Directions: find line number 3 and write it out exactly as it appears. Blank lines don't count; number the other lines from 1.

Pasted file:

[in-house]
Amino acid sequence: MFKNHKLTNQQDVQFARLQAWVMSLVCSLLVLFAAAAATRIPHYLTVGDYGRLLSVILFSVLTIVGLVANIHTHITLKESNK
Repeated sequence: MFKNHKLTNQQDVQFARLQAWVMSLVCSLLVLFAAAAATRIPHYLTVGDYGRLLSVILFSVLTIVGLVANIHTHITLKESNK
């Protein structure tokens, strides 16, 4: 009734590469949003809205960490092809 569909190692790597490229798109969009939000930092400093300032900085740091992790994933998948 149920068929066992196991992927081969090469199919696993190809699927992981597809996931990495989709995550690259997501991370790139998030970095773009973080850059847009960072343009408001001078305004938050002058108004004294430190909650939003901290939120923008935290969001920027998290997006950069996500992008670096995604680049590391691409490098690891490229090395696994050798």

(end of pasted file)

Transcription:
Repeated sequence: MFKNHKLTNQQDVQFARLQAWVMSLVCSLLVLFAAAAATRIPHYLTVGDYGRLLSVILFSVLTIVGLVANIHTHITLKESNK